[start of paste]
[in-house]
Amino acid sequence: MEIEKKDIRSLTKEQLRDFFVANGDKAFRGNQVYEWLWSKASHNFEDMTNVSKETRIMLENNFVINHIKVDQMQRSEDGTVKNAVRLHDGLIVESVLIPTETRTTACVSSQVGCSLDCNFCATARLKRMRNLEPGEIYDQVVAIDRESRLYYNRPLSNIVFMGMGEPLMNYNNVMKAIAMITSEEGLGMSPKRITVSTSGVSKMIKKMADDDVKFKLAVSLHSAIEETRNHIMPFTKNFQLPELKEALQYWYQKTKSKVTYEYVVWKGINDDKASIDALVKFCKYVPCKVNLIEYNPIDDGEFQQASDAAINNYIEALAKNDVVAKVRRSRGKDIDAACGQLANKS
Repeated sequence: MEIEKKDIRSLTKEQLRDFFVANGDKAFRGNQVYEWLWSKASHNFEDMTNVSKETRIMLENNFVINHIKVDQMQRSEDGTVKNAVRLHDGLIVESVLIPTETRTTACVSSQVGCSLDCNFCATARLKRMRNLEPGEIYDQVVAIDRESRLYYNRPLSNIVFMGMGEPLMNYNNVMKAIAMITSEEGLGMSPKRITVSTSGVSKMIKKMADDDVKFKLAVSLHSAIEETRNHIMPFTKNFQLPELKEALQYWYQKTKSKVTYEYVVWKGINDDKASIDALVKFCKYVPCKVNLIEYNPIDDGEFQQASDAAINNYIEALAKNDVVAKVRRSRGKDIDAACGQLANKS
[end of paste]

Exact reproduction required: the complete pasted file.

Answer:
[in-house]
Amino acid sequence: MEIEKKDIRSLTKEQLRDFFVANGDKAFRGNQVYEWLWSKASHNFEDMTNVSKETRIMLENNFVINHIKVDQMQRSEDGTVKNAVRLHDGLIVESVLIPTETRTTACVSSQVGCSLDCNFCATARLKRMRNLEPGEIYDQVVAIDRESRLYYNRPLSNIVFMGMGEPLMNYNNVMKAIAMITSEEGLGMSPKRITVSTSGVSKMIKKMADDDVKFKLAVSLHSAIEETRNHIMPFTKNFQLPELKEALQYWYQKTKSKVTYEYVVWKGINDDKASIDALVKFCKYVPCKVNLIEYNPIDDGEFQQASDAAINNYIEALAKNDVVAKVRRSRGKDIDAACGQLANKS
Repeated sequence: MEIEKKDIRSLTKEQLRDFFVANGDKAFRGNQVYEWLWSKASHNFEDMTNVSKETRIMLENNFVINHIKVDQMQRSEDGTVKNAVRLHDGLIVESVLIPTETRTTACVSSQVGCSLDCNFCATARLKRMRNLEPGEIYDQVVAIDRESRLYYNRPLSNIVFMGMGEPLMNYNNVMKAIAMITSEEGLGMSPKRITVSTSGVSKMIKKMADDDVKFKLAVSLHSAIEETRNHIMPFTKNFQLPELKEALQYWYQKTKSKVTYEYVVWKGINDDKASIDALVKFCKYVPCKVNLIEYNPIDDGEFQQASDAAINNYIEALAKNDVVAKVRRSRGKDIDAACGQLANKS